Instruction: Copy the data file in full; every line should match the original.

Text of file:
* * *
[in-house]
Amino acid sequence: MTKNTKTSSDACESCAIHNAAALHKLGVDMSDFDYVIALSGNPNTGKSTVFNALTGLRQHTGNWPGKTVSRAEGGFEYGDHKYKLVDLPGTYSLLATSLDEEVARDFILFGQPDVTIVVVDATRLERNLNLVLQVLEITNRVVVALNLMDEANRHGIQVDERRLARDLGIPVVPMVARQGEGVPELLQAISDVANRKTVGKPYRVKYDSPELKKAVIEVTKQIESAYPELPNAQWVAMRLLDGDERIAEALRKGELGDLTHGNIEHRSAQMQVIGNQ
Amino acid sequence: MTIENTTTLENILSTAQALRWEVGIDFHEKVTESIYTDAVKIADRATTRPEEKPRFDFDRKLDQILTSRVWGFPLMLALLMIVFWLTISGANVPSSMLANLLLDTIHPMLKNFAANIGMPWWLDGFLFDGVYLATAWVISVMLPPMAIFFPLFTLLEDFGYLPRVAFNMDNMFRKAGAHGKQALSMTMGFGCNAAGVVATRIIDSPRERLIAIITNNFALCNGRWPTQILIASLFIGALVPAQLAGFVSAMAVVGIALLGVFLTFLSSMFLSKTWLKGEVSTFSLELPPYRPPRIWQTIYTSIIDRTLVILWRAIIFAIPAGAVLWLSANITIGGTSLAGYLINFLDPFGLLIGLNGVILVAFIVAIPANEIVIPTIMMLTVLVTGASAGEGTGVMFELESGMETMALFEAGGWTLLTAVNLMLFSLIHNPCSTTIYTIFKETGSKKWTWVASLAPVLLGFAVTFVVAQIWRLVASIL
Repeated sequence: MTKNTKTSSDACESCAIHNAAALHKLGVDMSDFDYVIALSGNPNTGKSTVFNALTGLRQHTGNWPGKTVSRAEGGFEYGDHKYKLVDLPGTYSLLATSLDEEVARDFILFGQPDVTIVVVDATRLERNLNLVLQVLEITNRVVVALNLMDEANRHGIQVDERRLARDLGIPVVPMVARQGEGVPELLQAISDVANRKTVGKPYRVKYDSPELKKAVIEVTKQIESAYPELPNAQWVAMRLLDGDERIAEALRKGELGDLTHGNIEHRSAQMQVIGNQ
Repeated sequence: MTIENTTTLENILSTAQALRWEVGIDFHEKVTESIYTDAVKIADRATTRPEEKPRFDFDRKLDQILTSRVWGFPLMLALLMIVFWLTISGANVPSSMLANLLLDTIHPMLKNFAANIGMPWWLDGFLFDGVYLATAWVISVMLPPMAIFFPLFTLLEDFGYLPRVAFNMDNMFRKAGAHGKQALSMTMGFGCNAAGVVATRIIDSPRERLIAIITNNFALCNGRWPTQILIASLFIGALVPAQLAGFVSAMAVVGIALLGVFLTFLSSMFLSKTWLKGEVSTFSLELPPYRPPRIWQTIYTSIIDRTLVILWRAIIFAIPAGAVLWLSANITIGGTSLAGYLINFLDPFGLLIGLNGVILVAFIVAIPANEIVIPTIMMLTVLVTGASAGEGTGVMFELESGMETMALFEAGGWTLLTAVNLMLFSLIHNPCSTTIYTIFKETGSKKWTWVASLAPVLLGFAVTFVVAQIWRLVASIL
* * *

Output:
[in-house]
Amino acid sequence: MTKNTKTSSDACESCAIHNAAALHKLGVDMSDFDYVIALSGNPNTGKSTVFNALTGLRQHTGNWPGKTVSRAEGGFEYGDHKYKLVDLPGTYSLLATSLDEEVARDFILFGQPDVTIVVVDATRLERNLNLVLQVLEITNRVVVALNLMDEANRHGIQVDERRLARDLGIPVVPMVARQGEGVPELLQAISDVANRKTVGKPYRVKYDSPELKKAVIEVTKQIESAYPELPNAQWVAMRLLDGDERIAEALRKGELGDLTHGNIEHRSAQMQVIGNQ
Amino acid sequence: MTIENTTTLENILSTAQALRWEVGIDFHEKVTESIYTDAVKIADRATTRPEEKPRFDFDRKLDQILTSRVWGFPLMLALLMIVFWLTISGANVPSSMLANLLLDTIHPMLKNFAANIGMPWWLDGFLFDGVYLATAWVISVMLPPMAIFFPLFTLLEDFGYLPRVAFNMDNMFRKAGAHGKQALSMTMGFGCNAAGVVATRIIDSPRERLIAIITNNFALCNGRWPTQILIASLFIGALVPAQLAGFVSAMAVVGIALLGVFLTFLSSMFLSKTWLKGEVSTFSLELPPYRPPRIWQTIYTSIIDRTLVILWRAIIFAIPAGAVLWLSANITIGGTSLAGYLINFLDPFGLLIGLNGVILVAFIVAIPANEIVIPTIMMLTVLVTGASAGEGTGVMFELESGMETMALFEAGGWTLLTAVNLMLFSLIHNPCSTTIYTIFKETGSKKWTWVASLAPVLLGFAVTFVVAQIWRLVASIL
Repeated sequence: MTKNTKTSSDACESCAIHNAAALHKLGVDMSDFDYVIALSGNPNTGKSTVFNALTGLRQHTGNWPGKTVSRAEGGFEYGDHKYKLVDLPGTYSLLATSLDEEVARDFILFGQPDVTIVVVDATRLERNLNLVLQVLEITNRVVVALNLMDEANRHGIQVDERRLARDLGIPVVPMVARQGEGVPELLQAISDVANRKTVGKPYRVKYDSPELKKAVIEVTKQIESAYPELPNAQWVAMRLLDGDERIAEALRKGELGDLTHGNIEHRSAQMQVIGNQ
Repeated sequence: MTIENTTTLENILSTAQALRWEVGIDFHEKVTESIYTDAVKIADRATTRPEEKPRFDFDRKLDQILTSRVWGFPLMLALLMIVFWLTISGANVPSSMLANLLLDTIHPMLKNFAANIGMPWWLDGFLFDGVYLATAWVISVMLPPMAIFFPLFTLLEDFGYLPRVAFNMDNMFRKAGAHGKQALSMTMGFGCNAAGVVATRIIDSPRERLIAIITNNFALCNGRWPTQILIASLFIGALVPAQLAGFVSAMAVVGIALLGVFLTFLSSMFLSKTWLKGEVSTFSLELPPYRPPRIWQTIYTSIIDRTLVILWRAIIFAIPAGAVLWLSANITIGGTSLAGYLINFLDPFGLLIGLNGVILVAFIVAIPANEIVIPTIMMLTVLVTGASAGEGTGVMFELESGMETMALFEAGGWTLLTAVNLMLFSLIHNPCSTTIYTIFKETGSKKWTWVASLAPVLLGFAVTFVVAQIWRLVASIL